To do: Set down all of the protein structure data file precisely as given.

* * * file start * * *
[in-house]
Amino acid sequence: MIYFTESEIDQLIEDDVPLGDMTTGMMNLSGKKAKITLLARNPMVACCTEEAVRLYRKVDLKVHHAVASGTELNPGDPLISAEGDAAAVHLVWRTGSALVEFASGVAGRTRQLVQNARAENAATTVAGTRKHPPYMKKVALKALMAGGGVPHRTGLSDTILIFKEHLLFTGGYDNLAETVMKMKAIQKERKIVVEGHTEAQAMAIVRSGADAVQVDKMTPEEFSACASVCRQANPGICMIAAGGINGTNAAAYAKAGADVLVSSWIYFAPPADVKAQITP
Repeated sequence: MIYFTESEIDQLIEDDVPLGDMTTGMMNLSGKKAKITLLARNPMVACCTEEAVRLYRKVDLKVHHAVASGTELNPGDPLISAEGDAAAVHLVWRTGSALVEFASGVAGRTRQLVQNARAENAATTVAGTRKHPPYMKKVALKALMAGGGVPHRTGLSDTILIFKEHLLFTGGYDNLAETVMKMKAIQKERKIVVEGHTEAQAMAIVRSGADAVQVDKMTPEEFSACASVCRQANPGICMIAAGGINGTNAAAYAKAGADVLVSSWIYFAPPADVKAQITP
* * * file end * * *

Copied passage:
[in-house]
Amino acid sequence: MIYFTESEIDQLIEDDVPLGDMTTGMMNLSGKKAKITLLARNPMVACCTEEAVRLYRKVDLKVHHAVASGTELNPGDPLISAEGDAAAVHLVWRTGSALVEFASGVAGRTRQLVQNARAENAATTVAGTRKHPPYMKKVALKALMAGGGVPHRTGLSDTILIFKEHLLFTGGYDNLAETVMKMKAIQKERKIVVEGHTEAQAMAIVRSGADAVQVDKMTPEEFSACASVCRQANPGICMIAAGGINGTNAAAYAKAGADVLVSSWIYFAPPADVKAQITP
Repeated sequence: MIYFTESEIDQLIEDDVPLGDMTTGMMNLSGKKAKITLLARNPMVACCTEEAVRLYRKVDLKVHHAVASGTELNPGDPLISAEGDAAAVHLVWRTGSALVEFASGVAGRTRQLVQNARAENAATTVAGTRKHPPYMKKVALKALMAGGGVPHRTGLSDTILIFKEHLLFTGGYDNLAETVMKMKAIQKERKIVVEGHTEAQAMAIVRSGADAVQVDKMTPEEFSACASVCRQANPGICMIAAGGINGTNAAAYAKAGADVLVSSWIYFAPPADVKAQITP